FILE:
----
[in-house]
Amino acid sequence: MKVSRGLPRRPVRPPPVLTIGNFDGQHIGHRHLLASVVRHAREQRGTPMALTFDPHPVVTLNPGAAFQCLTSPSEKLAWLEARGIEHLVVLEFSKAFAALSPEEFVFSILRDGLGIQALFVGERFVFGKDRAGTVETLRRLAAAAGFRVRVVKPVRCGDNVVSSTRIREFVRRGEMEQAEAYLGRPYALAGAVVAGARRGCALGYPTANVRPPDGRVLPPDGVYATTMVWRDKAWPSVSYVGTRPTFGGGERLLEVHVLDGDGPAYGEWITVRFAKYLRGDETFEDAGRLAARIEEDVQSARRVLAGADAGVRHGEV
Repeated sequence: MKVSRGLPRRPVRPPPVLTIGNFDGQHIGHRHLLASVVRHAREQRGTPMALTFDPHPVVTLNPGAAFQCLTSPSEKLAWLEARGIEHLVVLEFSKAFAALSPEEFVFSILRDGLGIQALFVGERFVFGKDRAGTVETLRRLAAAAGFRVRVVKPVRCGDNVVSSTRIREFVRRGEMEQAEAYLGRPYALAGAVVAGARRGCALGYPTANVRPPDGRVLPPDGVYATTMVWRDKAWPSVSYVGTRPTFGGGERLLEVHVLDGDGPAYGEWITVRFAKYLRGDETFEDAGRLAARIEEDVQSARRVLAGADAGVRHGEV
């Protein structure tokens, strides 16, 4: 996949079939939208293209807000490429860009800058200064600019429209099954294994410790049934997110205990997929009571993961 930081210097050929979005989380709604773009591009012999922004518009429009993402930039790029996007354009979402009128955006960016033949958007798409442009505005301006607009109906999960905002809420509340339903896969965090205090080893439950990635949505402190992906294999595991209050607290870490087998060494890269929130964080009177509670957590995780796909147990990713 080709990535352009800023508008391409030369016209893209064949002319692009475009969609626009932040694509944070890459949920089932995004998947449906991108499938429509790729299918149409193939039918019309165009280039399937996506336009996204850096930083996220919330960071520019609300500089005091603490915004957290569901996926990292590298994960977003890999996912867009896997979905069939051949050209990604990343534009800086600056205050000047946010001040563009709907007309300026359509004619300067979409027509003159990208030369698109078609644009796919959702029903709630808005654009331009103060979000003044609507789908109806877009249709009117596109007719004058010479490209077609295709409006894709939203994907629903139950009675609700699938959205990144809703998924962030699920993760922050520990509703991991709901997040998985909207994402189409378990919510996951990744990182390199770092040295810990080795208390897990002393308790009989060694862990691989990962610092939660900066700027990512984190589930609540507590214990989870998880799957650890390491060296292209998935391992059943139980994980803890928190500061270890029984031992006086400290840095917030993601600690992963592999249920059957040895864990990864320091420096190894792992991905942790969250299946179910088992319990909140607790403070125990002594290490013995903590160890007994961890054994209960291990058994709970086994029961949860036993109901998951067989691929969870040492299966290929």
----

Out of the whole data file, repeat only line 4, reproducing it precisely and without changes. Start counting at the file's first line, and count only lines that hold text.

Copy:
């Protein structure tokens, strides 16, 4: 996949079939939208293209807000490429860009800058200064600019429209099954294994410790049934997110205990997929009571993961 930081210097050929979005989380709604773009591009012999922004518009429009993402930039790029996007354009979402009128955006960016033949958007798409442009505005301006607009109906999960905002809420509340339903896969965090205090080893439950990635949505402190992906294999595991209050607290870490087998060494890269929130964080009177509670957590995780796909147990990713 080709990535352009800023508008391409030369016209893209064949002319692009475009969609626009932040694509944070890459949920089932995004998947449906991108499938429509790729299918149409193939039918019309165009280039399937996506336009996204850096930083996220919330960071520019609300500089005091603490915004957290569901996926990292590298994960977003890999996912867009896997979905069939051949050209990604990343534009800086600056205050000047946010001040563009709907007309300026359509004619300067979409027509003159990208030369698109078609644009796919959702029903709630808005654009331009103060979000003044609507789908109806877009249709009117596109007719004058010479490209077609295709409006894709939203994907629903139950009675609700699938959205990144809703998924962030699920993760922050520990509703991991709901997040998985909207994402189409378990919510996951990744990182390199770092040295810990080795208390897990002393308790009989060694862990691989990962610092939660900066700027990512984190589930609540507590214990989870998880799957650890390491060296292209998935391992059943139980994980803890928190500061270890029984031992006086400290840095917030993601600690992963592999249920059957040895864990990864320091420096190894792992991905942790969250299946179910088992319990909140607790403070125990002594290490013995903590160890007994961890054994209960291990058994709970086994029961949860036993109901998951067989691929969870040492299966290929």